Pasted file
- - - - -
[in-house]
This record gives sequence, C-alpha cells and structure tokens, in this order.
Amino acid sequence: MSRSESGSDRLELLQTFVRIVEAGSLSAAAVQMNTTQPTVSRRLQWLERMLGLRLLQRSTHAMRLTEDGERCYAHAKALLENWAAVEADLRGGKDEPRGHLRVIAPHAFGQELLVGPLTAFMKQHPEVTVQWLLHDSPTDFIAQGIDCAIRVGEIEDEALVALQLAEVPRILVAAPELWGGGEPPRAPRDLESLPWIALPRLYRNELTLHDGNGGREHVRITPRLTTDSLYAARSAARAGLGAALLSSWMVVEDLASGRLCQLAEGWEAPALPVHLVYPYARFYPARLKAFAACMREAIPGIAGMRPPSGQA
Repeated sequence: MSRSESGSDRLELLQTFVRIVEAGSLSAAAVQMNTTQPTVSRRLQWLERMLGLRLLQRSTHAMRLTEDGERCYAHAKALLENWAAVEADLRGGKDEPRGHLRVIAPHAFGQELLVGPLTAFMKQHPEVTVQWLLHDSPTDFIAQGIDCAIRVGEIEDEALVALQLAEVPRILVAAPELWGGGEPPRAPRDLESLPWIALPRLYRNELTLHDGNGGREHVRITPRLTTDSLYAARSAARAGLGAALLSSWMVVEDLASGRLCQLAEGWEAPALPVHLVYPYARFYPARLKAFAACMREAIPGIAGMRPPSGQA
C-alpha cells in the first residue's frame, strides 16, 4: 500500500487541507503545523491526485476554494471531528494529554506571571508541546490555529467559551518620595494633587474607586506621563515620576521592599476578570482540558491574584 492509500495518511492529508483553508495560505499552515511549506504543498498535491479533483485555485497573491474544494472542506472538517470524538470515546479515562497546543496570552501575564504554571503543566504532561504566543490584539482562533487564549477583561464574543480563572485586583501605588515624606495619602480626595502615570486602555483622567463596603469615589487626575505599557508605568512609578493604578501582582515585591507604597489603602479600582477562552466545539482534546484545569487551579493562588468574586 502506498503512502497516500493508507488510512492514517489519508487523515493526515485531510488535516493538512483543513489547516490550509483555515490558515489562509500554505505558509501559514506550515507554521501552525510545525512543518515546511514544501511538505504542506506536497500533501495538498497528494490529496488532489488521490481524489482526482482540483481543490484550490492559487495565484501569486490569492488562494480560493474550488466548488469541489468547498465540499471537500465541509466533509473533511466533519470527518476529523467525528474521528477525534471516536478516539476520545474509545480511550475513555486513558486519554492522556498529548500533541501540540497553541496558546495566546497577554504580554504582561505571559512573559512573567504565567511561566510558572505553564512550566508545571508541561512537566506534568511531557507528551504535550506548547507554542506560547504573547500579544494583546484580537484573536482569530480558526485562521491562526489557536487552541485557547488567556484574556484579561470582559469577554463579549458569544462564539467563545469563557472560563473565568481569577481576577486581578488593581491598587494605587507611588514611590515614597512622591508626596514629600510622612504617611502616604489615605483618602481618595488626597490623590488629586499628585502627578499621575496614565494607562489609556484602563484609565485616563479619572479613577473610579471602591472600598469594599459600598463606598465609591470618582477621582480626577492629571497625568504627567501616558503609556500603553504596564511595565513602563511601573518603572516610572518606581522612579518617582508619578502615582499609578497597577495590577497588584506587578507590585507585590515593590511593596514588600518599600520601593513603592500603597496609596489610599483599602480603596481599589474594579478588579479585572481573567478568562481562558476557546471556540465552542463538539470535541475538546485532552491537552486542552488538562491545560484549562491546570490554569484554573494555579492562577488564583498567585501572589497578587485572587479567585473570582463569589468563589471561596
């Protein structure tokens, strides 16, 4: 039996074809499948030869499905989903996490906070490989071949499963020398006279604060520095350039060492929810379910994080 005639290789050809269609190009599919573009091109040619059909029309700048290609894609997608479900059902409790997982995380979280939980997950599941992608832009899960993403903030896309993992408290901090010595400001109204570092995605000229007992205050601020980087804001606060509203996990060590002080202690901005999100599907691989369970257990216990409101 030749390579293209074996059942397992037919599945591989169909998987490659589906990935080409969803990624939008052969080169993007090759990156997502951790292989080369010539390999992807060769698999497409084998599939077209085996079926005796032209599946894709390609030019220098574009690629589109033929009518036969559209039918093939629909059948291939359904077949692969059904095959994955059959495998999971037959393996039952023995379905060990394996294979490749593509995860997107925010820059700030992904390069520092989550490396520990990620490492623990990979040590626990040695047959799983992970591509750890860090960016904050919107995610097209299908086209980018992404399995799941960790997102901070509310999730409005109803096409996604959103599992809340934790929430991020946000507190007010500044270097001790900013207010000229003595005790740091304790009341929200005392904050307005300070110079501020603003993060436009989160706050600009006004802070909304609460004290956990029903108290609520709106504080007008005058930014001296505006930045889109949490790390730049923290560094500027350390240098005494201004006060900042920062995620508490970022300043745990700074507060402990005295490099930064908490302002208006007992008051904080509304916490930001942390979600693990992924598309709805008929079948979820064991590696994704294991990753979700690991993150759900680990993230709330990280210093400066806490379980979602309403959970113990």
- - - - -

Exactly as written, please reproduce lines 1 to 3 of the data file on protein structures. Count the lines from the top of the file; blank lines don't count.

[in-house]
This record gives sequence, C-alpha cells and structure tokens, in this order.
Amino acid sequence: MSRSESGSDRLELLQTFVRIVEAGSLSAAAVQMNTTQPTVSRRLQWLERMLGLRLLQRSTHAMRLTEDGERCYAHAKALLENWAAVEADLRGGKDEPRGHLRVIAPHAFGQELLVGPLTAFMKQHPEVTVQWLLHDSPTDFIAQGIDCAIRVGEIEDEALVALQLAEVPRILVAAPELWGGGEPPRAPRDLESLPWIALPRLYRNELTLHDGNGGREHVRITPRLTTDSLYAARSAARAGLGAALLSSWMVVEDLASGRLCQLAEGWEAPALPVHLVYPYARFYPARLKAFAACMREAIPGIAGMRPPSGQA